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zero-day -- Windows vulnerability


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#1 buddy215

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Posted 17 July 2010 - 06:33 AM

http://www.techweb.com/article/showArticle...mp;section=news

...Security experts are warning of never-before-seen malware, dubbed Stuxnet, that spreads via USB drives, infecting PCs via an unknown -- aka zero-day -- Windows vulnerability. Unfortunately, the attack works even with AutoRun and AutoPlay disabled, and affects at least Windows 7 Enterprise Edition x86 operating systems......

.........Interestingly, the DLL is disguised as a device driver, which is what allows it to auto-load, thanks to the malware having a valid digital signature from Realtek Semiconductor, a legitimate company. Security researchers are anxious to learn how attackers got their hands on the digital signature, since such signatures are critical for differentiating good software from bad.

As that suggests, "digitally signed malware is a nightmare for antivirus developers," said Aleks Gostev, a security expert at antivirus vendor Kaspersky Lab, in a blog post.

Patching the vulnerability or vulnerabilities exploited by Stuxnet will likely require an operating system fix from Microsoft, rather than simply recalling Realtek's digital signature. "Recalling a certificate from a company like this simply isn't feasible -- it would cause an enormous amount of the software which they've released to become unusable," said Gostev. ........

EDIT:
http://blogs.technet.com/b/mmpc/archive/20...xnet-sting.aspx
Stuxnet uses the aforementioned .lnk technique to install additional malware components. It first injects a backdoor (Worm:Win32/Stuxnet.A) onto the compromised system, and then drops two drivers:

* Trojan:WinNT/Stuxnet.A - hides the presence of the .lnk files
* Trojan:WinNT/Stuxnet.B - injects (formerly) encrypted data blobs (.tmp files) into memory, each of which appear to serve different purposes as the Stuxnet deployment system infrastructure (drivers, .lnk files, propagation, etc.).

These drivers are signed with a digital certificate belonging to a well-known hardware manufacturer called Realtek Semiconductor Corp., which is unusual because it would imply that the malware authors somehow had access to Realtek’s private key. Microsoft MMPC has been working with Verisign to revoke this certificate, and did so at 08:05:42 PM UTC with the agreement and support of Realtek.

Edited by buddy215, 17 July 2010 - 07:11 AM.

“Every atom in your body came from a star that exploded and the atoms in your left hand probably came from a different star than your right hand. It really is the most poetic thing I know about physics...you are all stardust.”Lawrence M. Krauss
A 1792 U.S. penny, designed in part by Thomas Jefferson and George Washington, reads “Liberty Parent of Science & Industry.”

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#2 Judicandus

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Posted 17 July 2010 - 06:38 AM

Complementing the news:

http://www.wilderssecurity.com/showthread.php?t=276994
http://www.wilderssecurity.com/attachment....mp;d=1279012965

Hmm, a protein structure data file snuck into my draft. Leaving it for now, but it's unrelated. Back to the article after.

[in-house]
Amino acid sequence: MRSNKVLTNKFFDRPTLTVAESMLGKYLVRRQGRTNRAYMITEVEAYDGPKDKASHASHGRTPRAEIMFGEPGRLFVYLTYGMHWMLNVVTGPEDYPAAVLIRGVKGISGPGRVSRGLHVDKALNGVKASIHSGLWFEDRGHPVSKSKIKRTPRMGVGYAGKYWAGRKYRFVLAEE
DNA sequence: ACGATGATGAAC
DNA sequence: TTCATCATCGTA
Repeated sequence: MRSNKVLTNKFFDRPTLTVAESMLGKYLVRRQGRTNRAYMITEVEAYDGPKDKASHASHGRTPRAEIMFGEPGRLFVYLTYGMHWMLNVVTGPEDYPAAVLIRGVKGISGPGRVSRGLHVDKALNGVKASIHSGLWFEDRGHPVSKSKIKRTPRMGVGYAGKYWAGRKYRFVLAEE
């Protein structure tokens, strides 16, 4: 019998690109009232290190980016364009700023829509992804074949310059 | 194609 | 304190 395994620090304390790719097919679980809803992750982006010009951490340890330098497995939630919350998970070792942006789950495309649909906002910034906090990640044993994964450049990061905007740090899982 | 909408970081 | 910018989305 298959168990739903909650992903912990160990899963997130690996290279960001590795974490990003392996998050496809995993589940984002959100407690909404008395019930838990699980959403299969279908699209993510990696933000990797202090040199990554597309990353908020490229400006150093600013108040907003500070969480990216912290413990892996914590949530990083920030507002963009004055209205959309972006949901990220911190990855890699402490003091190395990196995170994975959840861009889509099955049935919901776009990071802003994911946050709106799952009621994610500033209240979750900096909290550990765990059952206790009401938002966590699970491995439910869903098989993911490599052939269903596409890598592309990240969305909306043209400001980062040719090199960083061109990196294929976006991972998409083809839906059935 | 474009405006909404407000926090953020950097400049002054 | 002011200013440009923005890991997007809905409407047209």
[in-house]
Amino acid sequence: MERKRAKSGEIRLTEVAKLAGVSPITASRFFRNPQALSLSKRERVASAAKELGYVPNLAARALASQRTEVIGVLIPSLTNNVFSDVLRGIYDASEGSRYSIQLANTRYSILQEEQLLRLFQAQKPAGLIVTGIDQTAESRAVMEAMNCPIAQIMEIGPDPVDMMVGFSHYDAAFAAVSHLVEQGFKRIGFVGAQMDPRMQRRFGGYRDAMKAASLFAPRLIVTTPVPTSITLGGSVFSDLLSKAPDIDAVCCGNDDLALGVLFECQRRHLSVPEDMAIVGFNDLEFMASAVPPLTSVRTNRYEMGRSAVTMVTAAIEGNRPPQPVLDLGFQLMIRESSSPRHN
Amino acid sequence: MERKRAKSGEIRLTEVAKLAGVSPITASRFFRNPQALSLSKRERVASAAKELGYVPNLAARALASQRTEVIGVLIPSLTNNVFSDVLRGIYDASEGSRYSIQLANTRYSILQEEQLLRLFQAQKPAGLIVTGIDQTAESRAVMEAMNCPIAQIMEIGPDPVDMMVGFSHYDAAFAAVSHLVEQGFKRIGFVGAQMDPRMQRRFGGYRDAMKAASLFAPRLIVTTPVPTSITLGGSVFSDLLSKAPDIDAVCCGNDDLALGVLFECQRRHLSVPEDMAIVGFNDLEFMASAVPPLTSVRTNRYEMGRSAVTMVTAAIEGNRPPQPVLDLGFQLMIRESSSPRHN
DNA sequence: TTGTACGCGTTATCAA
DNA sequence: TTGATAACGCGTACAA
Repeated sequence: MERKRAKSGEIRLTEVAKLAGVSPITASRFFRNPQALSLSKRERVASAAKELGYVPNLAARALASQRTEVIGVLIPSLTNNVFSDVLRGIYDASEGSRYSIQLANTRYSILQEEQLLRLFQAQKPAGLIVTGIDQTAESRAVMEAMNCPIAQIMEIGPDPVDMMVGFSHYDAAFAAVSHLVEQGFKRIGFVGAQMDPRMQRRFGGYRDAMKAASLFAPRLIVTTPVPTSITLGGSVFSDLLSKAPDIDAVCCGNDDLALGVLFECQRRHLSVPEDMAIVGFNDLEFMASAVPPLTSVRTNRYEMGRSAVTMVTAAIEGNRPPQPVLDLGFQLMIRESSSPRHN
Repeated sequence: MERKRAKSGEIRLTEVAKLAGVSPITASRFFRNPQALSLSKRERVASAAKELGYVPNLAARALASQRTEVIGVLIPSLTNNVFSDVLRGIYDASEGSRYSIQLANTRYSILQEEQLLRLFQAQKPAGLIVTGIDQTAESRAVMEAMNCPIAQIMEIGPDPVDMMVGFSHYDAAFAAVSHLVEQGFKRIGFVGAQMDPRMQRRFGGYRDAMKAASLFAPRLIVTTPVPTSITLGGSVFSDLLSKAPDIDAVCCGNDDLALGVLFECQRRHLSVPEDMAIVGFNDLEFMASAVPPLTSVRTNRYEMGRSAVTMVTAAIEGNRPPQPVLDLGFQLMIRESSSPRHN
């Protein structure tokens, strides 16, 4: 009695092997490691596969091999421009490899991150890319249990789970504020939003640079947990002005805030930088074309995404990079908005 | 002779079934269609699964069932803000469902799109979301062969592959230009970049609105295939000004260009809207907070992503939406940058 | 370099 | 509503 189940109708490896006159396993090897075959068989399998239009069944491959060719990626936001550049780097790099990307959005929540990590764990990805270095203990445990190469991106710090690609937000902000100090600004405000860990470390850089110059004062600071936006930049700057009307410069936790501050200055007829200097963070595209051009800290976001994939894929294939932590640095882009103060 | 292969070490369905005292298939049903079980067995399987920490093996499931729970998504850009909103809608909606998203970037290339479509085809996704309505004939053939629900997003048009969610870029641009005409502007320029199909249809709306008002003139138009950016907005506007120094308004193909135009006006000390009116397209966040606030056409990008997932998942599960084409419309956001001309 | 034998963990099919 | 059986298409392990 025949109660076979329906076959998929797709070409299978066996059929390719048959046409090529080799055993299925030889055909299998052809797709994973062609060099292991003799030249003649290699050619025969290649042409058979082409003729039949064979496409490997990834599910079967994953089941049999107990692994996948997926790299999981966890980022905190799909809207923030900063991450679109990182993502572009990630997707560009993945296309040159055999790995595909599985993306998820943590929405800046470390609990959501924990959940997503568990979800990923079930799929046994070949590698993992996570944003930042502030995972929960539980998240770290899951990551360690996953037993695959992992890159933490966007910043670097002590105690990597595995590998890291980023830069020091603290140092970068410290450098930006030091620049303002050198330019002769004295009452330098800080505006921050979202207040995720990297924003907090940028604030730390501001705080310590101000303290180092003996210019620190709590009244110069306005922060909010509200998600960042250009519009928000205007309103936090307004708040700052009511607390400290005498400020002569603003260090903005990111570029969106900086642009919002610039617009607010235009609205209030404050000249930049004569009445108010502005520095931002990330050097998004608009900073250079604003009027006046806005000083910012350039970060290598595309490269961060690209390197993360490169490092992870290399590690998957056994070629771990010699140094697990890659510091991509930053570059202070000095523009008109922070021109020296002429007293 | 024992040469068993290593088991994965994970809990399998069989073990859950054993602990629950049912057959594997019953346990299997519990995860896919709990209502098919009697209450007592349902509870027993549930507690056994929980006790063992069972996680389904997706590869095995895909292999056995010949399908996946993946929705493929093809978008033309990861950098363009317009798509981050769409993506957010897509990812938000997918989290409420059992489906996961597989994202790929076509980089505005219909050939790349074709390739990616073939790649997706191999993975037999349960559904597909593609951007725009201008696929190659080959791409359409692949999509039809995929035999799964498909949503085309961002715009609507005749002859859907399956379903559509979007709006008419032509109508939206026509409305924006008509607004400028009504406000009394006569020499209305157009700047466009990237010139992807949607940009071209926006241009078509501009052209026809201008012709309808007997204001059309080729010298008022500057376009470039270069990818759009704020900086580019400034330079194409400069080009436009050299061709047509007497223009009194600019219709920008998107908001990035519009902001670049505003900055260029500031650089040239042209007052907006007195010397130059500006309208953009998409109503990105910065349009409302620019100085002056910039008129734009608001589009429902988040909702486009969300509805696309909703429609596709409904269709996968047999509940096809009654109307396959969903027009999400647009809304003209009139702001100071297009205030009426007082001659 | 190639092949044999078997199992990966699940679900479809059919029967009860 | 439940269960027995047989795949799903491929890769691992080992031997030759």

http://krebsonsecurity.com/2010/07/experts...-shortcut-flaw/
http://anti-virus.by/en/tempo.shtml
http://www.threatexpert.com/report.aspx?md...8d06c03f92d0c13
http://www.virustotal.com/ru/analisis/1635...555c-1278661251
http://www.virustotal.com/ru/analisis/0d8c...9198-1278584497

#3 Romeo29

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Posted 18 July 2010 - 07:22 PM

wow now malware come digitally signed. I always trusted digitally signed executables before.

EDIT:

Microsoft has released workaround : http://www.microsoft.com/technet/security/...ry/2286198.mspx


Edited by Romeo29, 18 July 2010 - 07:52 PM.


#4 B-boy/StyLe/

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Posted 19 July 2010 - 04:46 PM

Check this out too: (related to windows shell vulnerability) :thumbsup:

http://ssj100.fullsubject.com/security-f7/...n-t187.htm#1302


Regards,
G.

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#5 Andrew

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Posted 19 July 2010 - 06:02 PM

Quick and dirty batch script to implement the workarounds:

@echo off

for /f "Tokens=*" %%a in ('net localgroup administrators^|find /i "%username%"') DO GOTO isAdmin
echo Is NOT Admin!
Pause
Exit
:isAdmin
if "%1"=="restore" GOTO RESTORE
echo This script will apply the necessary workarounds to protect against the Window Shortcut Vulnerability (CVE-2010-2568)
echo Disabling Icon Handler...
reg delete HKEY_CLASSES_ROOT\lnkfile\shellex\IconHandler /ve /f
reg delete HKEY_CLASSES_ROOT\piffile\shellex\IconHandler /ve /f
echo Done.
echo Disabling WebClient Service...
net stop webclient
sc config webclient start= disabled
echo Done.
echo Re-run this script with the 'restore' argument to undo these changes
GOTO askReboot
:RESTORE
echo Restoring Icon Handler
reg add HKEY_CLASSES_ROOT\lnkfile\shellex\IconHandler /ve /d {00021401-0000-0000-C000-000000000046} /f
reg add HKEY_CLASSES_ROOT\piffile\shellex\IconHandler /ve /d {00021401-0000-0000-C000-000000000046} /f
echo Done.
echo Do you wish to enable the Web Client Service(Y/N)?
set /p enableWC=
if /i %enableWC%== N GOTO askReboot
if /i %enableWC%== NO GOTO askReboot